And so, whatever Wiseau attempted with THE ROOM is unclear. Like the Italian director of TROLL 2, Tommy insists his film was meant for laughs so basically – all this poking-fun-at was intended all along. But it just doesn’t seem like a vehicle that’s in on its own joke and punchline. The extremely serious melodramatic manner in which the actors throw uneven dialogue around, including tormented breakdowns along with an omnipresent heated sexual tension and intense male bonding...

Having a Ball
If this were in fact a “black comedy” like the man himself insists, it would not have been this “good” because frankly, there’s nothing funny about THE ROOM; at least not on purpose. Like mentioned earlier, it all seems an outright, contrived attempt to make Wiseau a bonafide movie star; and if that failed than writer, producer, or director credit would do... 

And perhaps he was trying to tell us something within the story itself, about himself: Greg Sestero’s Mark, the more conventional, better-looking pretty boy, is preferred by Johnny's own fiancĂ©, whom he lives with and will (eventually want to) die for: So maybe Lisa’s character represents the Hollywood industry, preferring the cookie-cutter American babe to a beefy, bizarre Euro stud? Either way, without Tommy Wiseau's insanely original style, and everything else he brings to the table, there would be no ROOM at all. For he not only made this movie, he completely makes it. And we can only hope and pray TW attempts to write another serious art film. So far, he's playing into the wacky costume bestowed upon by his accidental aftermath as a pop culture bad movie court jester. But it's when he tries... way too hard... to be legitimate: therein the true glory lies.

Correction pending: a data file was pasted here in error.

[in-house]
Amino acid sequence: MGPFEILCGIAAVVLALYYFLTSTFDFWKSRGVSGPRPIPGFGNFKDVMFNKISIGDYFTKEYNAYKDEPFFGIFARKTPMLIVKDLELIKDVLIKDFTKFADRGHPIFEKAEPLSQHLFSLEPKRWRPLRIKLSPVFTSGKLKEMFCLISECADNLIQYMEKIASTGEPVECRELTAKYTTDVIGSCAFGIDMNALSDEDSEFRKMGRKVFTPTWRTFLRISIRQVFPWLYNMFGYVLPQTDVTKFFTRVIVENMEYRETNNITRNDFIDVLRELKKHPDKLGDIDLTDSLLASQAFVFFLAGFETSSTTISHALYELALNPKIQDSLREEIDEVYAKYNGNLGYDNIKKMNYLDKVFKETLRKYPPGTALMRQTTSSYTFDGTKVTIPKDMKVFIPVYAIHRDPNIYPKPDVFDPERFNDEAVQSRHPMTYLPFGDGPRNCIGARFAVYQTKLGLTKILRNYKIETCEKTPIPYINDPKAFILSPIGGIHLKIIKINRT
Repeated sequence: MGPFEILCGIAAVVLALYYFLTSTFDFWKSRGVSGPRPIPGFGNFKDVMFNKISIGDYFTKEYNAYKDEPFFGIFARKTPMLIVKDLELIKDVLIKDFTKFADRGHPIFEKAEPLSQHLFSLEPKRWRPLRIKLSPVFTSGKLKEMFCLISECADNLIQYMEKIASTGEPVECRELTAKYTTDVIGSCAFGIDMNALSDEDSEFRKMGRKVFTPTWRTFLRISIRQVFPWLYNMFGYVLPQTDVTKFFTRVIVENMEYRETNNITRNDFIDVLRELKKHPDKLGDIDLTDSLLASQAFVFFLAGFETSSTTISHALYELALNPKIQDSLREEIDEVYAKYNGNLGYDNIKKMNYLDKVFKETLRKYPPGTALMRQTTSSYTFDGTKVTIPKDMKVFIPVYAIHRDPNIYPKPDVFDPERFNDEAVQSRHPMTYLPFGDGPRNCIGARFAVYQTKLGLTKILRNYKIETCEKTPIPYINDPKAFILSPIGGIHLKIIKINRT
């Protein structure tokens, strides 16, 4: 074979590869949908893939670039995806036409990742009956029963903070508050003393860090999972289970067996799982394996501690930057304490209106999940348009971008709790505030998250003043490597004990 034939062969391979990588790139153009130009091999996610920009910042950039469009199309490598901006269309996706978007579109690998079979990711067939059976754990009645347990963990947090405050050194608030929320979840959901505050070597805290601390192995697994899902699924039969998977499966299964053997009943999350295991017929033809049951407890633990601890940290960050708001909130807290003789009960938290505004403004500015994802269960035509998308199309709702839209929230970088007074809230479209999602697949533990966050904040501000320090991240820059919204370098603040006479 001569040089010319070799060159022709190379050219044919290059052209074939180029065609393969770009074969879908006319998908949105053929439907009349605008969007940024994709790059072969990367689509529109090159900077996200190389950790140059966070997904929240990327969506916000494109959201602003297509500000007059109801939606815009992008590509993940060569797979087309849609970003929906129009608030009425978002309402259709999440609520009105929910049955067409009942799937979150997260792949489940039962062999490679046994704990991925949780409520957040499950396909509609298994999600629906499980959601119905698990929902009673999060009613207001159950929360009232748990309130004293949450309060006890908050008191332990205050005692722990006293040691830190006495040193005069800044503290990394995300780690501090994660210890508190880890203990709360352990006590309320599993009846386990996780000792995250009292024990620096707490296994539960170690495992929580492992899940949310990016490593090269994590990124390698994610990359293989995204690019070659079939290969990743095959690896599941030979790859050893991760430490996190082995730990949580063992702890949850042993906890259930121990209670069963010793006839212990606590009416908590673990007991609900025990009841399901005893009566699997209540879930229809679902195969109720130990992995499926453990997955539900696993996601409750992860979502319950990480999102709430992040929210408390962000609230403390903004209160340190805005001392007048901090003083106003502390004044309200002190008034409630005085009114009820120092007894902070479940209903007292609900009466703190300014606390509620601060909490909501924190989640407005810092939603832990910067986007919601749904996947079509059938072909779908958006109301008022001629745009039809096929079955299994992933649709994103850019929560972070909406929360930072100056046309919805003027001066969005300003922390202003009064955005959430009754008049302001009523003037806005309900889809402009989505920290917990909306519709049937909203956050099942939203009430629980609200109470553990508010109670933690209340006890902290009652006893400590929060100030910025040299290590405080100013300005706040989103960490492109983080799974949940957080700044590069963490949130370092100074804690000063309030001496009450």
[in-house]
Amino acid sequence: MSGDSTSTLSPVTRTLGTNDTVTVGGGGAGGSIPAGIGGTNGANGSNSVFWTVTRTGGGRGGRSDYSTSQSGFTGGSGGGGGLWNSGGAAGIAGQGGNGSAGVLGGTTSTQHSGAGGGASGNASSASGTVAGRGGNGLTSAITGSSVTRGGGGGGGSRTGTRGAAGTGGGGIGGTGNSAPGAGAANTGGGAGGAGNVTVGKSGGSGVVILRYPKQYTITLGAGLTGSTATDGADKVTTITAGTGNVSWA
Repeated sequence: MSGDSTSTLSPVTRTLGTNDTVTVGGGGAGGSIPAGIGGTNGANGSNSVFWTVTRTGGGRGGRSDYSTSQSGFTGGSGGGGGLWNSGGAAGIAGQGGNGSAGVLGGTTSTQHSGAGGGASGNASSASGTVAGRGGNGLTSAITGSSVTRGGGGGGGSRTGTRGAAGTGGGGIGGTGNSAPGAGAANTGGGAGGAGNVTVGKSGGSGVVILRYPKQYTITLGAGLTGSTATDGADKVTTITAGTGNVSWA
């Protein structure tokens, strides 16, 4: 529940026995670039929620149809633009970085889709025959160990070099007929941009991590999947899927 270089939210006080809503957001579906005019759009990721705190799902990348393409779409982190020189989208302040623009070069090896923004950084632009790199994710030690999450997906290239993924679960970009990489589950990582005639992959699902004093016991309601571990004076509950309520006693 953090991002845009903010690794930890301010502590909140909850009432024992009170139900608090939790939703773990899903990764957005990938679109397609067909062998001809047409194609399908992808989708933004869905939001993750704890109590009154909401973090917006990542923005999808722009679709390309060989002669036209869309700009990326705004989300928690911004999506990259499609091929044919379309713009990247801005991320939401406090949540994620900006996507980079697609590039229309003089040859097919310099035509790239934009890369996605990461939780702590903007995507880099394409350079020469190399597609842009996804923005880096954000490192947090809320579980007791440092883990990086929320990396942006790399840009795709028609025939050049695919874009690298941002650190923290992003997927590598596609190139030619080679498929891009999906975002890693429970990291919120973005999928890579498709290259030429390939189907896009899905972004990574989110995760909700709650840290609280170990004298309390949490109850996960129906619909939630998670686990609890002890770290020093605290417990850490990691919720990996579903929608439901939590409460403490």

From Welles to Wiseau, we celebrate all those brave enough to make a film... any film!